It's a difficult decision to make, and the family member might hate you for it, but it is the only way. As a society, we have decided that people should be free to live an unhappy life, if that is what they want to do. That's why it requires a judge to take away that right.

---------- FOLLOW-UP ----------

QUESTION: Thank you so much for your advice, I really appreciate it! You're right, it would be very tricky to force her to get treatment and I'd be reluctant to go down that route. I guess a better way of framing the question would have been - is there any way I can try and reason with her and convince her that she needs treatment? and is there a good way to approach her problems in a constructive way? For example, if I say to her something along the lines of 'people aren't talking about you, you're just mishearing them because you're feeling anxious' this doesn't seem to help at all..

Thank you!


OK, thanks for the followup:

"is there any way I can try and reason with her and convince her that she needs treatment?"
---- well, is there any reason I can offer you to convince you that you need treatment? The answer is likely no, because you do not see a need for it. This is despite the fact that anyone's life can be improved with therapy. Besides, people rarely make decisions based on logical reasoning. So, no, not likely.

"is there a good way to approach her problems in a constructive way?"
---- not sure what you mean by this. If you mean how do you get her to change, then the answer is likely - you don't. You do not have a right to change other people, for the same reason that they do not have the right to change you.

--- if you mean 'how can I help her?', then the answer is:
1. you have to wait and listen for when she is ready / wants help. This is very difficult to do, but can be learned. It's a lot of waiting, though. A lot of what happens for therapists.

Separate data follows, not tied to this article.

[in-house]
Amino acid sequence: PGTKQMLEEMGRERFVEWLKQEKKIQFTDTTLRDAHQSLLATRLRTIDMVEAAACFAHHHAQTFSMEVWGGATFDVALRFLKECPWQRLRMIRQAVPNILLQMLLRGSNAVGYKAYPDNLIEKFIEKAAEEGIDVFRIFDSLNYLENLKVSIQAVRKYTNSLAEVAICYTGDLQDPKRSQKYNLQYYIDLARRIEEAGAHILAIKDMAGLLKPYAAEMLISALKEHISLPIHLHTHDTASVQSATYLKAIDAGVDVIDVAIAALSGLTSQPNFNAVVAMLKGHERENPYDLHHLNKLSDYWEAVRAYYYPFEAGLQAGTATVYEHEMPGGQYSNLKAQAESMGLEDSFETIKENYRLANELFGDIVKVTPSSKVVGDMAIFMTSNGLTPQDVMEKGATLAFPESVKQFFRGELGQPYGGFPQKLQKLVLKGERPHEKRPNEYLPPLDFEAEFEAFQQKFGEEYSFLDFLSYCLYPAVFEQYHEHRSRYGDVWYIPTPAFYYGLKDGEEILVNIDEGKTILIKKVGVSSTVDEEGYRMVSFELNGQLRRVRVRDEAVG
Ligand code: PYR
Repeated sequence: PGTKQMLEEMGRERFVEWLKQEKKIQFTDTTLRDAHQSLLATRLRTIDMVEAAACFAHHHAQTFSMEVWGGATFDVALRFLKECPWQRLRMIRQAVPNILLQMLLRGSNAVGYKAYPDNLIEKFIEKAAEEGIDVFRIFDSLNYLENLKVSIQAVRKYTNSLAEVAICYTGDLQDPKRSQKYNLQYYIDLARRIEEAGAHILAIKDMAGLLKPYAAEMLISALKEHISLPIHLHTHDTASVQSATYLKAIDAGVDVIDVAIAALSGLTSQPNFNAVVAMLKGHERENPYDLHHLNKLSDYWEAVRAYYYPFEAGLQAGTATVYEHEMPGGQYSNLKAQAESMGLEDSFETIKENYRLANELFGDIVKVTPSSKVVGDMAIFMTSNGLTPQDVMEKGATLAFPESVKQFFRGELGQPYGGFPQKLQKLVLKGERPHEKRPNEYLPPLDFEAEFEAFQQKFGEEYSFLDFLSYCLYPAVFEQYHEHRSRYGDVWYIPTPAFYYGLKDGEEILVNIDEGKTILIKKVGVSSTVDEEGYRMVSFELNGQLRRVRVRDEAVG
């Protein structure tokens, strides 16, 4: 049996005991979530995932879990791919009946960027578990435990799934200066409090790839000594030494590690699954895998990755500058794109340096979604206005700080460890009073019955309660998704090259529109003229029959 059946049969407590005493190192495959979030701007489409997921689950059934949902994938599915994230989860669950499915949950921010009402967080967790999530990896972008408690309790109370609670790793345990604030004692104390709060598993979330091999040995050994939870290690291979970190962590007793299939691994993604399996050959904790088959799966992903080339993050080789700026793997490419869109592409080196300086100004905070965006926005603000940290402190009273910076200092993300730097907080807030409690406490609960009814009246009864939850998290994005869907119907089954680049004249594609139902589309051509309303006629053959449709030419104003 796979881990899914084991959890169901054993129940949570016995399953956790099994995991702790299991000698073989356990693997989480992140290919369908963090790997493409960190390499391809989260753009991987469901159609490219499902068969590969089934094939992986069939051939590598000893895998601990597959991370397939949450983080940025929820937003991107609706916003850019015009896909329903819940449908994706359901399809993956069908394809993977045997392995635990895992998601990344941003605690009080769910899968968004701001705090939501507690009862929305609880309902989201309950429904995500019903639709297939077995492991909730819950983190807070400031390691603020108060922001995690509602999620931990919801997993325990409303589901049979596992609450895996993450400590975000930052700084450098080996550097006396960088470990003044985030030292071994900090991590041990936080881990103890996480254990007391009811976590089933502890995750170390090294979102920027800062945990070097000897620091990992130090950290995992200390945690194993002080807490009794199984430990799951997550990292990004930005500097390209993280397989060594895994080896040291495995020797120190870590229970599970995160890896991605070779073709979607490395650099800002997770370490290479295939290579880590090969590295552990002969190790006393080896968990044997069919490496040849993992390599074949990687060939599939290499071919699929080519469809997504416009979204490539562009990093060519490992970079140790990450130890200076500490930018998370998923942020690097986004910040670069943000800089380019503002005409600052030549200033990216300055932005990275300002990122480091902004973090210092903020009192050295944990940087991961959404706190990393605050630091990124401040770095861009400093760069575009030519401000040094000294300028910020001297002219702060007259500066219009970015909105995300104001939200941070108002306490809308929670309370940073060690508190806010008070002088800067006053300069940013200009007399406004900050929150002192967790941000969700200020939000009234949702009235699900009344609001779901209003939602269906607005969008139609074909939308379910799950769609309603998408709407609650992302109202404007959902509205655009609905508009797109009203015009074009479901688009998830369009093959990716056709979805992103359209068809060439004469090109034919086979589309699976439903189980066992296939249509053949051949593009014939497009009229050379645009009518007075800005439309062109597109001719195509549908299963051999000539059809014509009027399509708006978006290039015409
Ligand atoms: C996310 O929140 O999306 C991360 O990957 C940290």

2. you have to listen to her well enough to be able to 'get inside' of her perspective, and understand her problems from her point of view. Thus, for example, if she says "people are talking about me", and you say "no they aren't", that is simply arguing - disagreeing with her point of view and discounting the validity of her view. If you can learn this, it is invaluable when raising kids - the reason is that people don't always literally mean what they say. Sometimes they speak in code, or rather, they only say half of what they mean, and cannot speak out loud the half that makes them too emotional. Other times, people say things they only half mean, and don't need a comeback - they just want to be heard. Learning those distinctions and when to respond appropriately can make a big difference.

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Bruce Borkosky, Psy.D.


any related to psychology, especially related to forensic psychology


15 years as a licensed psychologist, 15 years in private practice. My practice began primarily doing individual and group psychotherapy, is now devoted to assessments, but I occasionally do take on clients in therapy.

American Psychological Association

B.A. psychology, B.A., music, Ohio Wesleyan U., 1978 MCS, computer science, University of Dayton, 1984 MA, psychology, Miami Inst. of Psychology, 1991 Psy.D., psychology, Miami Inst. of Psychology, 1993 post doctoral training in Neuropsychology, Fielding Institute, 1995-1997